Calling All Volleyball Players
Volleyball is a team sport that requires two teams of six players separated by a net. It became an Olympic sport in 1964 at the Tokyo Olympic Games as been growing in popularity ever since. Volleyball's popularity has been on the rise ever since due to a few reasons... It is relatively easy to understand the rules, and start playing in a matter of minutes. The barriers to entry are also relatively easy to overcome. All you need is a volleyball and a couple of partners to get going, with all levels of skill being able to play together, and make for a competitive match.
Volleyball is played with your feet, hands, and fingertips; therefore, practicing and training with FingerWeights makes sense for Volleyball players. Your hands and fingers are used for every bump, set, and spike. So why not have some sturdy and powerful hands to help maximize your play? FingerWeights can help with the developing of key muscles and strengthening the hand, and wrist for help correct form, and increase POWER!
The form is key within the sport of volleyball and whether you are a setter, forward or enjoy playing the back row, you will need to use your hands! Yet a perfect reason to utilize FingerWeights to see if they can help you elevate your game!
Use Volleyball in the checkout to receive a 20% discount and try FingerWeights across all levels of competition.
Position your hands. Your hands should be four to six inches above your forehead, with your fingers spread out in shape of the ball, as if someone were about to rest the ball in your hands.
- Your thumbs and forefingers should form a triangular window through which you can see the ball, but your hands should not actually touch one another.
- Try to relax your fingers right before you make contact with the ball.
- If you want to back set the ball, aiming it behind you, extend your arms upward and behind instead of in front or directly above you.
Volleyball is a team sport in which two teams of six players are separated by a net. Each team tries to score points by grounding a ball on the other team's court under organized rules. It has been a part of the official program of the Summer Olympic Games since Tokyo 1964.
The complete set of rules are extensive, but play essentially proceeds as follows: a player on one of the teams begins a 'rally' by serving the ball (tossing or releasing it and then hitting it with a hand or arm), from behind the back boundary line of the court, over the net, and into the receiving team's court. The receiving team must not let the ball be grounded within their court. The team may touch the ball up to 3 times, but individual players may not touch the ball twice consecutively. Typically, the first two touches are used to set up for an attack, an attempt to direct the ball back over the net in such a way that the serving team is unable to prevent it from being grounded in their court.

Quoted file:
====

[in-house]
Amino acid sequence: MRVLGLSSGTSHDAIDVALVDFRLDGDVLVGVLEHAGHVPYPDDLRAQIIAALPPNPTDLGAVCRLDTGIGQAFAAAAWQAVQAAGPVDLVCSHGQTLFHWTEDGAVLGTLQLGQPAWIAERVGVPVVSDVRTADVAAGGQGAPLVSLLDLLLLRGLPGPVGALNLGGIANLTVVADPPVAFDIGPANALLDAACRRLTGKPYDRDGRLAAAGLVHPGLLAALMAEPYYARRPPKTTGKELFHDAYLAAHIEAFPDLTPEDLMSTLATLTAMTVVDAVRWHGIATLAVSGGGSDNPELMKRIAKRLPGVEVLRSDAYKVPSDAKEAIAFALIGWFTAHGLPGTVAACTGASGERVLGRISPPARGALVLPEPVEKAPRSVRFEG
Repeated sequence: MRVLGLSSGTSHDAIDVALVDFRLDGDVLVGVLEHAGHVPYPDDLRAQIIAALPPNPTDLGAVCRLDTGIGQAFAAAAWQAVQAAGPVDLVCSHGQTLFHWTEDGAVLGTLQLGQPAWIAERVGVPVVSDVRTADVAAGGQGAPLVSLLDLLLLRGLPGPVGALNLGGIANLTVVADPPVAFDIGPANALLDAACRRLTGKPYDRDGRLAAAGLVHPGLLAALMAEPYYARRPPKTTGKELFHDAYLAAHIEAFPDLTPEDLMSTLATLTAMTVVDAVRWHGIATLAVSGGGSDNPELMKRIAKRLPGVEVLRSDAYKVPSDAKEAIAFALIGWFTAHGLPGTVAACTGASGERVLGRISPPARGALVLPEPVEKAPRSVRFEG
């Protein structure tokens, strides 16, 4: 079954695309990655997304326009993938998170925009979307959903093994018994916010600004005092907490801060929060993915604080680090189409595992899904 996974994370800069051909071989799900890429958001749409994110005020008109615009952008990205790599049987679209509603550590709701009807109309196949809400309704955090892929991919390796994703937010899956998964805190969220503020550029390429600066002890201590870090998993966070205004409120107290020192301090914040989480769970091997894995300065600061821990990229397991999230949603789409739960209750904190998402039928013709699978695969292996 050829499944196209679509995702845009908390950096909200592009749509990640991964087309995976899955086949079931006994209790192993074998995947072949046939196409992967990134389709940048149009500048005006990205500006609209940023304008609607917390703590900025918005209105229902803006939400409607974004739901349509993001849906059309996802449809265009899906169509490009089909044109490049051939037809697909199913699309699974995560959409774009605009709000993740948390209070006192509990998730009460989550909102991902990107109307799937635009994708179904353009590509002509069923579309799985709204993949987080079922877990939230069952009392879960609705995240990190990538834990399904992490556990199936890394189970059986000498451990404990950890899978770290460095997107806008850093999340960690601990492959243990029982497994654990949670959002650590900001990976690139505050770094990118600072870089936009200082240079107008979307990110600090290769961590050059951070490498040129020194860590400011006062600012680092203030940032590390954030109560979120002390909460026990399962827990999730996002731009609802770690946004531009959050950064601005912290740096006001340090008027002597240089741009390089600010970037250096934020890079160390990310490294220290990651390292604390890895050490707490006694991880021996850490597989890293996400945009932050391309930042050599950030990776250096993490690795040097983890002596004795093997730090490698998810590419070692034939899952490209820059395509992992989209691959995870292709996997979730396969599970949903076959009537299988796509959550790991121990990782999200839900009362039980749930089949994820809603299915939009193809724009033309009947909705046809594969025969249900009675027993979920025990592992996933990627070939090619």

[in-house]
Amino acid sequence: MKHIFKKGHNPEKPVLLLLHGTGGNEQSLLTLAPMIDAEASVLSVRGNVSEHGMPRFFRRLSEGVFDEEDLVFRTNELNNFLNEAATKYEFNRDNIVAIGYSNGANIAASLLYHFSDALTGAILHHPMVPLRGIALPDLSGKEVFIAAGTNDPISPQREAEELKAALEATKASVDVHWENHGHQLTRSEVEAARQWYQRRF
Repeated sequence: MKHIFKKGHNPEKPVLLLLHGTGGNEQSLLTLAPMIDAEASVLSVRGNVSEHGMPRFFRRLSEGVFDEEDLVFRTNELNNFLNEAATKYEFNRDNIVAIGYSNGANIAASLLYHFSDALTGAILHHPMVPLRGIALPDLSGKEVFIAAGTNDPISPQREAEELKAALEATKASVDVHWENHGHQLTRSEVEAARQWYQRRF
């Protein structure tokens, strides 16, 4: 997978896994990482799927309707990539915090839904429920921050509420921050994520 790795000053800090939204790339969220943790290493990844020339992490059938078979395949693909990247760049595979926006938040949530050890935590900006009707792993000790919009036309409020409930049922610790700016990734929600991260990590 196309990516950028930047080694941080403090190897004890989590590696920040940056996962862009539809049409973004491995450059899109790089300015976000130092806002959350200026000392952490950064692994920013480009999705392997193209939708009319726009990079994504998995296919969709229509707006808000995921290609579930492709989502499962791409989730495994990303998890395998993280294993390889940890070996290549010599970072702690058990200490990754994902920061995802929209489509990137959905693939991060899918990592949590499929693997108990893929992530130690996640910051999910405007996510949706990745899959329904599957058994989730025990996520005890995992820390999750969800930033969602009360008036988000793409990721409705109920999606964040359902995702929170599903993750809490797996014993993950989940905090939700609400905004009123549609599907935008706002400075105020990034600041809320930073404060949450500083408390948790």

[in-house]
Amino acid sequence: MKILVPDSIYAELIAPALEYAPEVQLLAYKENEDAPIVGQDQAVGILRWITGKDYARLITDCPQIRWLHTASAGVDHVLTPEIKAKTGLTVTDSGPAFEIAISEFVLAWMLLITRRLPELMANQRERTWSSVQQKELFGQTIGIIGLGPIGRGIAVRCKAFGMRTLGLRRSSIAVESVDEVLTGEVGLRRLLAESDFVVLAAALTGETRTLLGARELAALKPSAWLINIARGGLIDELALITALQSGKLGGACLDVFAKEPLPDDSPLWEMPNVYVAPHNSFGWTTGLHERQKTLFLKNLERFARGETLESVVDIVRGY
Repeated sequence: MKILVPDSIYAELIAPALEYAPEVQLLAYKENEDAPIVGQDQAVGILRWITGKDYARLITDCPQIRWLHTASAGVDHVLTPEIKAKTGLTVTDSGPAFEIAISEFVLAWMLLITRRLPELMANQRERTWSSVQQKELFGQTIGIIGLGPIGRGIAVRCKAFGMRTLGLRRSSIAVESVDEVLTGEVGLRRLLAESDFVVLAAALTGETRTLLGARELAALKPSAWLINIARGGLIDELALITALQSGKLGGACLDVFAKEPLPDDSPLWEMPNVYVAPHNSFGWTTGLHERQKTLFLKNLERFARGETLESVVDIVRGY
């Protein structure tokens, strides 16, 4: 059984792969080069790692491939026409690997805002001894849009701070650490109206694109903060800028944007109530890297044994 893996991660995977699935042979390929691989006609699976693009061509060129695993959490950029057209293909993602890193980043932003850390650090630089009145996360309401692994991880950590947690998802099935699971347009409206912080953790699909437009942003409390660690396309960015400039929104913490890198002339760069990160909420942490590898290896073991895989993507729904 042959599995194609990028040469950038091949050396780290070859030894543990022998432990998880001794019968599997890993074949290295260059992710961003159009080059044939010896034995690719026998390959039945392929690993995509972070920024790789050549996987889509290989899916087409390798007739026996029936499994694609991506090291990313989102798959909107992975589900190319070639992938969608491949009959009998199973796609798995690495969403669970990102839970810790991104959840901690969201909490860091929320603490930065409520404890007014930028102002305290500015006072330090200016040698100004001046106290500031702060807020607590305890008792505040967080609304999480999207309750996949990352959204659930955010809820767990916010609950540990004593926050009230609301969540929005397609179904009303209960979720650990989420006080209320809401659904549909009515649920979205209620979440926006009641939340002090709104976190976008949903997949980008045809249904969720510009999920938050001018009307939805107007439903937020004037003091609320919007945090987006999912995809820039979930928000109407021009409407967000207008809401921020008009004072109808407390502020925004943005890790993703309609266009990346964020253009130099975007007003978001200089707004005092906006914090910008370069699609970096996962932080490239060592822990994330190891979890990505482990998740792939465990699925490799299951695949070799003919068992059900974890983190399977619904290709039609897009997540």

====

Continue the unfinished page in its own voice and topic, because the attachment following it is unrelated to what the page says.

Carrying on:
The rally continues, with each team allowed as many as three consecutive touches, until either (1): a team makes a kill, grounding the ball on the opponent's court and winning the rally; or (2): a team commits a fault and loses the rally. The team that wins the rally is awarded a point and serves the ball to start the next rally. A few of the most common faults include:
- causing the ball to touch the ground or floor outside the opponents' court or without first passing over the net;
- catching and throwing the ball;
- double hit: two consecutive contacts with the ball made by the same player;
- four consecutive contacts with the ball made by the same team;
- net foul: touching the net during play;
- foot fault: the foot crosses over the boundary line when serving.
The ball is usually played with the hands or arms, but players can legally strike or push (short contact) the ball with any part of the body.
A number of consistent techniques have evolved in volleyball, including spiking and blocking (because these plays are made above the top of the net, the vertical jump is an athletic skill emphasized in the sport) as well as passing, setting, and specialized player positions and offensive and defensive structures.
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